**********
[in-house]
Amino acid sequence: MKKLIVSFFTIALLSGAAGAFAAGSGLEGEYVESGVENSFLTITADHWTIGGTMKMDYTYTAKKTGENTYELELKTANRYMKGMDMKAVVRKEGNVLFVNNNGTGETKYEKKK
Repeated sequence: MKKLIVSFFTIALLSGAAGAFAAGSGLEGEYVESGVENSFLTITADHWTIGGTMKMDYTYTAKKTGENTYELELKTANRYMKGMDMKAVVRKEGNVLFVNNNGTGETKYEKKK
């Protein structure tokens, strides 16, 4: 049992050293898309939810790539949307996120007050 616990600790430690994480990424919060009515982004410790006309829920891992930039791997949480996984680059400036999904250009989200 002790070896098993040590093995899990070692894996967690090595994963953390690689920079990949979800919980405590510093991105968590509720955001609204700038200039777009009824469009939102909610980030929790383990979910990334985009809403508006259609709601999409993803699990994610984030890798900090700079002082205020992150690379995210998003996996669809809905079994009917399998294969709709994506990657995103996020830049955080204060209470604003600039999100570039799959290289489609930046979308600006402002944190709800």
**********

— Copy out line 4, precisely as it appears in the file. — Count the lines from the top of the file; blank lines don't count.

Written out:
């Protein structure tokens, strides 16, 4: 049992050293898309939810790539949307996120007050 616990600790430690994480990424919060009515982004410790006309829920891992930039791997949480996984680059400036999904250009989200 002790070896098993040590093995899990070692894996967690090595994963953390690689920079990949979800919980405590510093991105968590509720955001609204700038200039777009009824469009939102909610980030929790383990979910990334985009809403508006259609709601999409993803699990994610984030890798900090700079002082205020992150690379995210998003996996669809809905079994009917399998294969709709994506990657995103996020830049955080204060209470604003600039999100570039799959290289489609930046979308600006402002944190709800």